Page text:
HUMBOLDT PARK — Maplewood Park is getting a new $1.5 million field house, according to Ald. Joe Moreno (1st).
The 3,000-square-foot field house will offer two large club rooms and bathrooms that comply with the Americans with Disabilities Act. It will replace the park's tiny existing field house — a 600-square-foot red shack that has fallen into disrepair since it was built in 1950.
"It is a very small room that works to the utmost of its abilities. The floor is old and buckling, water comes in under the door when it rains," said Amy Ewaldt, current president of the Maplewood and Lucy Flower Park Advisory Council.
"There's nothing else that can be done in that room. It has to be torn down. There's no way to remodel, there's no way to fix it up, put a band-aid on it."
Maplewood Park, 1640 N. Maplewood Ave., was established in 1948 as a Board of Education-owned property, according to the Chicago Park District's website. Two years later, the city's Bureau of Parks and Recreation added a field house, sand box and play field.
The Chicago Park District took over the park in 1959. It last renovated the park in 1991, when it installed a new soft surface play area.
The field house project — described as one of the advisory council's "long-term goals" — received the green light from the city and the Chicago Park District this week, with both pledging to make contributions, Moreno announced Tuesday evening at a meeting with the advisory council.
Moreno said he will be allocating aldermanic infrastructure money the project. The money, received annually by each ward in the city, is earmarked for projects including street resurfacing, street lighting and other infrastructure improvements. The park group has also pledged to contribute $100,000 through fundraisers and donations.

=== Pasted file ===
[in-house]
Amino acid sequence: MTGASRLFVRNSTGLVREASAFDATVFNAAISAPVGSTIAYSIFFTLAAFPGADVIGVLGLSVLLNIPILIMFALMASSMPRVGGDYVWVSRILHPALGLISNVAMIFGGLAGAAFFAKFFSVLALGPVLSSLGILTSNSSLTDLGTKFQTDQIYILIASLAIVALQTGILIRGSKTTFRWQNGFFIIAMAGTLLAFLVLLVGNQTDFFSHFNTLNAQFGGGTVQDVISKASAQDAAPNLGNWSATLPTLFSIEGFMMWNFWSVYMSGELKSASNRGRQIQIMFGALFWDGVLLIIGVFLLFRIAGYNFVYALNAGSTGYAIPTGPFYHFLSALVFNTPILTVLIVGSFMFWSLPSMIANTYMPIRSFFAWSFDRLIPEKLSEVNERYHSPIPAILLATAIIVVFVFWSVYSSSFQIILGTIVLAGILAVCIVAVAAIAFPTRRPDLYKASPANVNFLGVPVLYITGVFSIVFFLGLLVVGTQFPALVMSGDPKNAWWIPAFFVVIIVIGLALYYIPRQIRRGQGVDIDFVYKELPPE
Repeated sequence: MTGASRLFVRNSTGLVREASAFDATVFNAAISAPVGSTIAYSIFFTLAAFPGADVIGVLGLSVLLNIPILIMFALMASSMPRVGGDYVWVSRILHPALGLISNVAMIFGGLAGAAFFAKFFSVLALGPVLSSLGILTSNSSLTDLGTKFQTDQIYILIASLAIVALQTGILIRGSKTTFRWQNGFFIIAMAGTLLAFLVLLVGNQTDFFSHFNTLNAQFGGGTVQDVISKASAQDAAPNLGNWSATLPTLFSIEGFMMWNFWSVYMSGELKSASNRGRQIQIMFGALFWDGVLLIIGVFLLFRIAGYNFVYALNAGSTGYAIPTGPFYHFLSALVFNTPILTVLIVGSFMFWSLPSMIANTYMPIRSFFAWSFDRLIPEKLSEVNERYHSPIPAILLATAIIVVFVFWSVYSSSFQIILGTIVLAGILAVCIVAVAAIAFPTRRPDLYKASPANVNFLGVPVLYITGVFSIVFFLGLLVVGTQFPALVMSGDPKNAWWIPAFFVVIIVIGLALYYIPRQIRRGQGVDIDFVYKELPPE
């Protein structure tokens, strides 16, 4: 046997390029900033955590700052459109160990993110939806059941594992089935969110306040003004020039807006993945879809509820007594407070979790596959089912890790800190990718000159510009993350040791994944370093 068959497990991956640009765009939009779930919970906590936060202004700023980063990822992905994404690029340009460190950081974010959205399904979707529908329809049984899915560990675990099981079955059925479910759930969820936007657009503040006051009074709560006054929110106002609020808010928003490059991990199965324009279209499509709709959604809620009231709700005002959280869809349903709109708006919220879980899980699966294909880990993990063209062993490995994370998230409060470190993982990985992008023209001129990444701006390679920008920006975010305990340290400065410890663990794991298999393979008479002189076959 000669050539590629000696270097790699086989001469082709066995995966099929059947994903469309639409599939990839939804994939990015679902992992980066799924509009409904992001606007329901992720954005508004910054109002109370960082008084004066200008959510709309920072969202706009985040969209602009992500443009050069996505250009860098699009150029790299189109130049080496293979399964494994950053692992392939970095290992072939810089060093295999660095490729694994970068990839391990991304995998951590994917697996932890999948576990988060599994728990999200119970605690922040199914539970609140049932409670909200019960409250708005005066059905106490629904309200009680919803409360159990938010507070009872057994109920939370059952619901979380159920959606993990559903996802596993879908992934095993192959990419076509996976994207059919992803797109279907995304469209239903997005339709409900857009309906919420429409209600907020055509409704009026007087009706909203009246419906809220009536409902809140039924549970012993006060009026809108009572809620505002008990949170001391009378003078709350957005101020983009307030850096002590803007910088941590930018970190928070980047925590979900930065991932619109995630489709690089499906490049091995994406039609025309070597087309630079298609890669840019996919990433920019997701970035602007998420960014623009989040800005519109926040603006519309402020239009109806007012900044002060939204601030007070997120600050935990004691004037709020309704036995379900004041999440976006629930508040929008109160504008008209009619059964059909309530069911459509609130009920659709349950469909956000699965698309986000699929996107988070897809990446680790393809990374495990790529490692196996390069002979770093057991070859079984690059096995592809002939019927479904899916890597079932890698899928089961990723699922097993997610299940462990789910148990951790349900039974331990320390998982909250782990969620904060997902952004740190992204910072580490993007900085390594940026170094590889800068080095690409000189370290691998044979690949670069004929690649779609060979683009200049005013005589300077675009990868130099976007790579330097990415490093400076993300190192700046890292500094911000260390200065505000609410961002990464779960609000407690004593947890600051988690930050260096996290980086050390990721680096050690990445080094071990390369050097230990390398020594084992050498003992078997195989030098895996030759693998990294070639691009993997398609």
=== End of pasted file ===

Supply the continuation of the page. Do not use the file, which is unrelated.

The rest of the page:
A rendering of the project wasn't immediately available, but a Park District official said it will likely resemble Lowe Park's new field house, which debuted on the South Side in 2014.
A rendering of Lowe Park's new field house. [DNAinfo/Mina Bloom]
For Ewaldt, a teacher who has lived near the park for seven years, a new field house is so much more than just a new building.
"It's very hard if you don't have the ability to go somewhere else to take classes. If you're just in the neighborhood and you're a regular kid, classes end, and then what happens? What do you do?" Ewaldt asked.
"This will help us build those programs and leadership opportunities ... We want to make sure all of the neighborhood kids have a safe haven and also have a chance to learn some fun things."
If all goes according to plan, construction will begin in the spring.
In addition to a new field house, the park is also getting a new $85,000 baseball diamond courtesy of Chicago Cubs Charities and LISC Chicago. The project is slated to begin in the fall.